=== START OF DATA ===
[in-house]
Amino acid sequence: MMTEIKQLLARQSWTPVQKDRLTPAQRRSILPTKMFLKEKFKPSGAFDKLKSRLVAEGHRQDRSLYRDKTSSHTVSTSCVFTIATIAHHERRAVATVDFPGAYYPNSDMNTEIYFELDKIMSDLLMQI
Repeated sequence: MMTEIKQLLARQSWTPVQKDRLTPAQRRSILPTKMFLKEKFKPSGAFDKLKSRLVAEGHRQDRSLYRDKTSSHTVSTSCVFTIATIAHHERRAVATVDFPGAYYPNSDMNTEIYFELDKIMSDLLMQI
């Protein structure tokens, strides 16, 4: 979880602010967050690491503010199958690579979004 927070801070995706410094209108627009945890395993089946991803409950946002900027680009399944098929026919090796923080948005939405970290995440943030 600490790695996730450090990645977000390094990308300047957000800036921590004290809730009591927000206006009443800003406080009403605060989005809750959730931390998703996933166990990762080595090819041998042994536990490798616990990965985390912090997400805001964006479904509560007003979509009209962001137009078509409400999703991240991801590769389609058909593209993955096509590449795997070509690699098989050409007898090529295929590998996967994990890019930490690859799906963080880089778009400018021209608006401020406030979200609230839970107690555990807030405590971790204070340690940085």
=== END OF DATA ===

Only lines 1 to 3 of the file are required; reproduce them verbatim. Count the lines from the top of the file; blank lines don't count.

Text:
[in-house]
Amino acid sequence: MMTEIKQLLARQSWTPVQKDRLTPAQRRSILPTKMFLKEKFKPSGAFDKLKSRLVAEGHRQDRSLYRDKTSSHTVSTSCVFTIATIAHHERRAVATVDFPGAYYPNSDMNTEIYFELDKIMSDLLMQI
Repeated sequence: MMTEIKQLLARQSWTPVQKDRLTPAQRRSILPTKMFLKEKFKPSGAFDKLKSRLVAEGHRQDRSLYRDKTSSHTVSTSCVFTIATIAHHERRAVATVDFPGAYYPNSDMNTEIYFELDKIMSDLLMQI